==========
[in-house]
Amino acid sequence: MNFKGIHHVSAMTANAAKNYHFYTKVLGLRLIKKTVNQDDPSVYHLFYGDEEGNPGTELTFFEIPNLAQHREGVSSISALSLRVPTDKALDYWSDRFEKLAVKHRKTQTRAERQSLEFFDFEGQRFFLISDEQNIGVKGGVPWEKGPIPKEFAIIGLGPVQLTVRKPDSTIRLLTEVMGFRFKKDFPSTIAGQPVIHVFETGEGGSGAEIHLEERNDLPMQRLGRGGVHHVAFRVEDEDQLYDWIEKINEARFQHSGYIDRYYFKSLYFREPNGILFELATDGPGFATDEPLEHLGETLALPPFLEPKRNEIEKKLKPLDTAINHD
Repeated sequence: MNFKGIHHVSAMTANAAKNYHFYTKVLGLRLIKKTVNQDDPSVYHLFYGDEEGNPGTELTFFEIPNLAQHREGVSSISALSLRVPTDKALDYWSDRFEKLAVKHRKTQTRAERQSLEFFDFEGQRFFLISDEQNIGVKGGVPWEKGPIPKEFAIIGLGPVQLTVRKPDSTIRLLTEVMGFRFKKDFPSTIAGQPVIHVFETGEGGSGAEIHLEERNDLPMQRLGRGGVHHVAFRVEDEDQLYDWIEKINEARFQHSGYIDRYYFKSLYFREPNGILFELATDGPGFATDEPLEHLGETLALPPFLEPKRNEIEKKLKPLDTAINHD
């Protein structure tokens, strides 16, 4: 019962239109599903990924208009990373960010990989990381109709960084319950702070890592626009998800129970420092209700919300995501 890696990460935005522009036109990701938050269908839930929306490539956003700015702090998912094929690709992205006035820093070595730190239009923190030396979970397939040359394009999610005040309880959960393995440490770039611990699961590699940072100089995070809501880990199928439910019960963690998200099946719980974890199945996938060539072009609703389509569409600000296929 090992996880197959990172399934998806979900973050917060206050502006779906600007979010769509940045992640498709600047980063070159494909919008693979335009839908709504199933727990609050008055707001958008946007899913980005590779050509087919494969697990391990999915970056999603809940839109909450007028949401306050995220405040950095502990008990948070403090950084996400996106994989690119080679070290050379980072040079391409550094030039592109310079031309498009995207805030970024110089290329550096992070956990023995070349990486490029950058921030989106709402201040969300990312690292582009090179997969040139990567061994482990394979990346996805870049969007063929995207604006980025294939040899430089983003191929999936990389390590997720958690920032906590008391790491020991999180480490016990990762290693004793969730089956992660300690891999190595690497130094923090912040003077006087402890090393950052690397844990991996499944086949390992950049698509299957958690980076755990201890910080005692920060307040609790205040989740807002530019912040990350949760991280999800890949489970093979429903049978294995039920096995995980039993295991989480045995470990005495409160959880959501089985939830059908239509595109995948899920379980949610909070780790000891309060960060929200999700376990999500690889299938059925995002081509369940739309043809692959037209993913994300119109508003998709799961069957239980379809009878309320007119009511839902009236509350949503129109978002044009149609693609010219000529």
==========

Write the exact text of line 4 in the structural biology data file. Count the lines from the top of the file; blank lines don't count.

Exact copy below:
């Protein structure tokens, strides 16, 4: 019962239109599903990924208009990373960010990989990381109709960084319950702070890592626009998800129970420092209700919300995501 890696990460935005522009036109990701938050269908839930929306490539956003700015702090998912094929690709992205006035820093070595730190239009923190030396979970397939040359394009999610005040309880959960393995440490770039611990699961590699940072100089995070809501880990199928439910019960963690998200099946719980974890199945996938060539072009609703389509569409600000296929 090992996880197959990172399934998806979900973050917060206050502006779906600007979010769509940045992640498709600047980063070159494909919008693979335009839908709504199933727990609050008055707001958008946007899913980005590779050509087919494969697990391990999915970056999603809940839109909450007028949401306050995220405040950095502990008990948070403090950084996400996106994989690119080679070290050379980072040079391409550094030039592109310079031309498009995207805030970024110089290329550096992070956990023995070349990486490029950058921030989106709402201040969300990312690292582009090179997969040139990567061994482990394979990346996805870049969007063929995207604006980025294939040899430089983003191929999936990389390590997720958690920032906590008391790491020991999180480490016990990762290693004793969730089956992660300690891999190595690497130094923090912040003077006087402890090393950052690397844990991996499944086949390992950049698509299957958690980076755990201890910080005692920060307040609790205040989740807002530019912040990350949760991280999800890949489970093979429903049978294995039920096995995980039993295991989480045995470990005495409160959880959501089985939830059908239509595109995948899920379980949610909070780790000891309060960060929200999700376990999500690889299938059925995002081509369940739309043809692959037209993913994300119109508003998709799961069957239980379809009878309320007119009511839902009236509350949503129109978002044009149609693609010219000529």